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It is very good advice, Measure the stone by your rule, and not your rule by the stone. But the Stoics have not observed it; for they, not applying principles to things, but forcing things which have no foundation of agreement in nature to agree to their principles, have filled philosophy with a number of difficulties. One of the hardest to be solved is this, that all men whatsoever (except him who is absolutely perfect) are equally vicious. Hence is that enigma, called progress or proficiency, which, though it has puzzled the learned to solve, is in my opinion very foolish; for it represents those that have advanced a little, and are partly free from inordinate passions and distempers of mind, to be as unhappy as those that are guilty of the most heinous enormities. And indeed the assertion is so absurd, that their own actions are enough to confute it; for while they maintain in their schools that Aristides and Phalaris are equally unjust, that Brasidas and Dolon are equal cowards, and that Plato and Meletus are equally senseless, still in all affairs of life they seem to reject and avoid the latter of these, as too harsh and severe to be softened into compliance, but credit and quote the former in all their writings, as persons of extraordinary worth and esteem. This is what the Stoics assert.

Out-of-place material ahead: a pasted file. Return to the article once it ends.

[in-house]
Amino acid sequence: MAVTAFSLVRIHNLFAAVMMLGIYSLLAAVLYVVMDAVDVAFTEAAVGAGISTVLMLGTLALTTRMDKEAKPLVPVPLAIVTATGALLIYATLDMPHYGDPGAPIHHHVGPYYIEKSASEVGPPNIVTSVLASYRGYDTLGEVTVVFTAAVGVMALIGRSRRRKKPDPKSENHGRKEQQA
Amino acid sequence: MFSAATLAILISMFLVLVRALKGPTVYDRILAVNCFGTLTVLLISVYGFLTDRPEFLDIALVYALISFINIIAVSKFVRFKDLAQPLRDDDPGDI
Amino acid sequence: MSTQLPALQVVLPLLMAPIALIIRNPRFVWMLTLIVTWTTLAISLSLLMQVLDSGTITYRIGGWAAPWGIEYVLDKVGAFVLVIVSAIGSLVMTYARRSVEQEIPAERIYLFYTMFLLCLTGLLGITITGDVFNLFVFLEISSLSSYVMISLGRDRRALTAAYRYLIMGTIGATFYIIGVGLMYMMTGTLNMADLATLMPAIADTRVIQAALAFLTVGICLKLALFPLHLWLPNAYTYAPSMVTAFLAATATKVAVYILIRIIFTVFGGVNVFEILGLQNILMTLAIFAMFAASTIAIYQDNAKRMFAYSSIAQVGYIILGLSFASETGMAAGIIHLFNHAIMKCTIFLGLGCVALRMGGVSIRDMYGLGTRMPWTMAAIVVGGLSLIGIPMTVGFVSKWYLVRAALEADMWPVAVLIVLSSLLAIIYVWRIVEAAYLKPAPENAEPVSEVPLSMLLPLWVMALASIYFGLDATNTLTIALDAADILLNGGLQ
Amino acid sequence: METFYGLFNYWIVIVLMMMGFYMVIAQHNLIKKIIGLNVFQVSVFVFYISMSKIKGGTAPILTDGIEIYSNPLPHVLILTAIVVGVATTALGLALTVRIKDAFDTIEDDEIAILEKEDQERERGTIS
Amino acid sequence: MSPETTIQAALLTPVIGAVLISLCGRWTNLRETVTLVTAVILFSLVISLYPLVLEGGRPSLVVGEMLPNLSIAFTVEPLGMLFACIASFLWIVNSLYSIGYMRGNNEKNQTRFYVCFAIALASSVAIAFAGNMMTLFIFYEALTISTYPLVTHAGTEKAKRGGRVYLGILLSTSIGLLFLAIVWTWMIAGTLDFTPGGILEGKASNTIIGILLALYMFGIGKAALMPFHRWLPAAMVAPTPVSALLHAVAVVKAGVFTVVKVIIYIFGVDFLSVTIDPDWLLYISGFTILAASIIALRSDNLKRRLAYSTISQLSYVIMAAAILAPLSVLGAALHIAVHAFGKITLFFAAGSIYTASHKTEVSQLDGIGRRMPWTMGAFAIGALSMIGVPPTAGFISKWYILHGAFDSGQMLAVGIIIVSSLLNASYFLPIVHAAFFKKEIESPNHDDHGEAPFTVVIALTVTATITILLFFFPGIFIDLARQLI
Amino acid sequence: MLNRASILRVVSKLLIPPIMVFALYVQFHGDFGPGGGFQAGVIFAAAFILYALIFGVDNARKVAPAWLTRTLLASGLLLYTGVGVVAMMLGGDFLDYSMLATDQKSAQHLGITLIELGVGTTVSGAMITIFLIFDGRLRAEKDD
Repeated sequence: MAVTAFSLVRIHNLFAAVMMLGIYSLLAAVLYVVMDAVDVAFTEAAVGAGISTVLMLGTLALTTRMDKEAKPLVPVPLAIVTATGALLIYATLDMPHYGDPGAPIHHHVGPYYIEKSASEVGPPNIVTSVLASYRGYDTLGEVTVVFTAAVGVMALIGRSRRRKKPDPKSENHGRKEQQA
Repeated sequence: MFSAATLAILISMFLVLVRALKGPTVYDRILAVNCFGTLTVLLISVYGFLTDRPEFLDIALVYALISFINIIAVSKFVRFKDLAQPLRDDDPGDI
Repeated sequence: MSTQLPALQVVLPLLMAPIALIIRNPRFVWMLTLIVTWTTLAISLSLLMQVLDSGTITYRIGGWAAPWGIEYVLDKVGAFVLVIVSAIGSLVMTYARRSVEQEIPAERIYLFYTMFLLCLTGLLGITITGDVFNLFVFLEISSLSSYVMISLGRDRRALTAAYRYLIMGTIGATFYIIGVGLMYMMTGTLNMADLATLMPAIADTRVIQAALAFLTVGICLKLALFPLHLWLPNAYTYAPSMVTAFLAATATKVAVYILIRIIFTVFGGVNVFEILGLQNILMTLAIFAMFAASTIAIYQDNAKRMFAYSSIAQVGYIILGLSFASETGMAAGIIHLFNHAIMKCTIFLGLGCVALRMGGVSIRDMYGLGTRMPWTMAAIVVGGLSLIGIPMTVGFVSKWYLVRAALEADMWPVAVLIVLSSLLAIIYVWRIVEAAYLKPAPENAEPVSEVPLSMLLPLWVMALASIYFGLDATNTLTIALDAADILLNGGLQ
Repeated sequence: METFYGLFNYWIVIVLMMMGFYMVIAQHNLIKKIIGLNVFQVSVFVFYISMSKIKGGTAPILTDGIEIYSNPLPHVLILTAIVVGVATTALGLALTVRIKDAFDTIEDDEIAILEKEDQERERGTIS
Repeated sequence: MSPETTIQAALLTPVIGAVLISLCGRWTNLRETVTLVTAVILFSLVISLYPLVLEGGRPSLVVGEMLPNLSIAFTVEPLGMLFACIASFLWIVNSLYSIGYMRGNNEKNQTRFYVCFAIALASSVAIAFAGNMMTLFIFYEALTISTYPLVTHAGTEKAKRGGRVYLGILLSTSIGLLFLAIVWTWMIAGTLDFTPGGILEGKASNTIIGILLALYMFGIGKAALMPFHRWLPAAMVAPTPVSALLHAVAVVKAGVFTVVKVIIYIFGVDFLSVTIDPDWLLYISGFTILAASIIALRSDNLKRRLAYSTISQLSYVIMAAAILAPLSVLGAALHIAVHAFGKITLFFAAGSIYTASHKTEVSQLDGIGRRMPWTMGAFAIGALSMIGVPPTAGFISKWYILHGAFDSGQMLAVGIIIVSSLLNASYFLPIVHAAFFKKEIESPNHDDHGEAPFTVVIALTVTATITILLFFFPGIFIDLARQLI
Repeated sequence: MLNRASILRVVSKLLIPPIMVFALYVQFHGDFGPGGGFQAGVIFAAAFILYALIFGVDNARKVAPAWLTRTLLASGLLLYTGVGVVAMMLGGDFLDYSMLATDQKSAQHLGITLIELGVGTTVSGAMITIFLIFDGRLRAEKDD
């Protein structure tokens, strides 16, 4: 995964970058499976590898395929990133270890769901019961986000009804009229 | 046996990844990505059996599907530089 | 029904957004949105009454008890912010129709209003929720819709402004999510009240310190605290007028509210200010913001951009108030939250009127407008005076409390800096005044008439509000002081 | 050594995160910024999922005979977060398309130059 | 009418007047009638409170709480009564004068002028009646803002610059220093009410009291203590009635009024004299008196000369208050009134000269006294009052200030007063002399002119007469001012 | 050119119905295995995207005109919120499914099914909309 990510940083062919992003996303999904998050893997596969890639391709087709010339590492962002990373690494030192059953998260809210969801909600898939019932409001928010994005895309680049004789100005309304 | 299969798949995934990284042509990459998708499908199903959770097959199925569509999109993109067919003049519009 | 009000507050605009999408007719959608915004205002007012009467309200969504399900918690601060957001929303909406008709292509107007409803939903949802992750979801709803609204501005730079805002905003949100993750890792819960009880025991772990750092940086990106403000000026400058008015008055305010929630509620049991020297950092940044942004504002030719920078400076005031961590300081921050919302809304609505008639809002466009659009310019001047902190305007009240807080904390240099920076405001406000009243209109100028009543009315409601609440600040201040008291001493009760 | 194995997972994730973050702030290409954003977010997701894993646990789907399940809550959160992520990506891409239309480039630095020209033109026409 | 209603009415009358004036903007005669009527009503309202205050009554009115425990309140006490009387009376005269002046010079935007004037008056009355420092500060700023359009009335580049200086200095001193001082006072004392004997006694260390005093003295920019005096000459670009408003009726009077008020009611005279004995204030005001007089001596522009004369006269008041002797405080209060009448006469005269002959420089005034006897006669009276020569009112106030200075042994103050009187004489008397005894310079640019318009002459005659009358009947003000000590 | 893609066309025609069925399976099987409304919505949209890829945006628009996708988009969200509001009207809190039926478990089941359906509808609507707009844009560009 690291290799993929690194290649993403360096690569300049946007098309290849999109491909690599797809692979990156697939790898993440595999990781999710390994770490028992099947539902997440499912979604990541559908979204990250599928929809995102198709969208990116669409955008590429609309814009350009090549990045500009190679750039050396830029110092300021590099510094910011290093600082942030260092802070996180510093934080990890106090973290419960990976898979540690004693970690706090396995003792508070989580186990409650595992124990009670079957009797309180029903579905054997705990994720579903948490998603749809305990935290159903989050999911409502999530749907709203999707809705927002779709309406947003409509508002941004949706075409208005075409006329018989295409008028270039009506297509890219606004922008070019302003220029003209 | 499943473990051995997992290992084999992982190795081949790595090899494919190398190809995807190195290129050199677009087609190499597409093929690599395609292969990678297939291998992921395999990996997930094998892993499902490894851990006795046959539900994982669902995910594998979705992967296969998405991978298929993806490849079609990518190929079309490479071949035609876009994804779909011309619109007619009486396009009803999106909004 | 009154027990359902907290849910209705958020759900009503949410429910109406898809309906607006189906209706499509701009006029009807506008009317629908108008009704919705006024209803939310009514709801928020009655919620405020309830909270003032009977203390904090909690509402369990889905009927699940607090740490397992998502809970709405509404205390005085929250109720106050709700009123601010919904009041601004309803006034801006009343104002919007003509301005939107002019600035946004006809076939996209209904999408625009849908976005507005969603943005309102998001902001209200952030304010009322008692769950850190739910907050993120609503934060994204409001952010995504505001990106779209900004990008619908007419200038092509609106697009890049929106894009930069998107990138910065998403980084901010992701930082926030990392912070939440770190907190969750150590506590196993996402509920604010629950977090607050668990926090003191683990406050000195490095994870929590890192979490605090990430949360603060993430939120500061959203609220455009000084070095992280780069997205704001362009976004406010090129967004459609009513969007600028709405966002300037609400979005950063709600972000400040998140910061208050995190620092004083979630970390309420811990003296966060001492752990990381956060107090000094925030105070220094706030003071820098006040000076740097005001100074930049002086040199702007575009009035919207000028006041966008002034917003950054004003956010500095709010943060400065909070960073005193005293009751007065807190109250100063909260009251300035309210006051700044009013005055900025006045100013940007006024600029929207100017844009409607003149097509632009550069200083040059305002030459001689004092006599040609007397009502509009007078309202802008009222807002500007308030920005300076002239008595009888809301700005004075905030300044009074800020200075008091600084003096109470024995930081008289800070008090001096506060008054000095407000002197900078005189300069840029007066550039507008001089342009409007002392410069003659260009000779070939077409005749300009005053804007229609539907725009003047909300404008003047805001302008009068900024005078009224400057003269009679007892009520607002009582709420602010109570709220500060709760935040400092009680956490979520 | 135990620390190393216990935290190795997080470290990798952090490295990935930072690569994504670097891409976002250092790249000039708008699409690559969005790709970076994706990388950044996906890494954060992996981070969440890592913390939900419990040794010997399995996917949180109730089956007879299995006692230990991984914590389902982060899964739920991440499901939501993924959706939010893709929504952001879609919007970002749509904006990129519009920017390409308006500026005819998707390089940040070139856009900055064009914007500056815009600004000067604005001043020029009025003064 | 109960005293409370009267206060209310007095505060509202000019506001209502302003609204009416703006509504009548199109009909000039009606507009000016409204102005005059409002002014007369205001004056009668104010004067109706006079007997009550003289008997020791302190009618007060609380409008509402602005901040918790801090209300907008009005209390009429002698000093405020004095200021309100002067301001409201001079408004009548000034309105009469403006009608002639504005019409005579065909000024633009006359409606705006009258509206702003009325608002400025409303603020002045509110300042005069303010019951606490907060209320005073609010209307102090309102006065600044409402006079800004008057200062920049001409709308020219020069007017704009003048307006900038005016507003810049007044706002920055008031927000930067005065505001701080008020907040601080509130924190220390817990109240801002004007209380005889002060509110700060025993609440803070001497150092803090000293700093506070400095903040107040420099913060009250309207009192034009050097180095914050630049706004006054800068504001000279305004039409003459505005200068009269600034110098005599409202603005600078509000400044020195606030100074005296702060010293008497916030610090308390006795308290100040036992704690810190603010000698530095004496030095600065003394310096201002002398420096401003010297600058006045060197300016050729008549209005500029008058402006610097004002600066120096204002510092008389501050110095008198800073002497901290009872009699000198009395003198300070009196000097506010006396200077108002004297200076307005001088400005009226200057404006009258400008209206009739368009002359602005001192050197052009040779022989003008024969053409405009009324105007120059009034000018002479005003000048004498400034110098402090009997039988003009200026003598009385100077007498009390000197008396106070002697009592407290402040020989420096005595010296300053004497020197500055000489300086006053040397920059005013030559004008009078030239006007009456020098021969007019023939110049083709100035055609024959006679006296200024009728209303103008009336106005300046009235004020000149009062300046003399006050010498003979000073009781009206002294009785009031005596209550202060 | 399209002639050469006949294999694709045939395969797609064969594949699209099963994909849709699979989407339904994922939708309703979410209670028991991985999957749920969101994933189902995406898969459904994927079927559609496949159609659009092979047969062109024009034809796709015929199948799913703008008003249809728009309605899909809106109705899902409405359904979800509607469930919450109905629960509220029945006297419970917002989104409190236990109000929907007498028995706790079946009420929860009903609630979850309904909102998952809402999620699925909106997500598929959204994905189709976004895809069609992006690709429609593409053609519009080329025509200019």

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load focus English (Frank Cole Babbitt, 1927)
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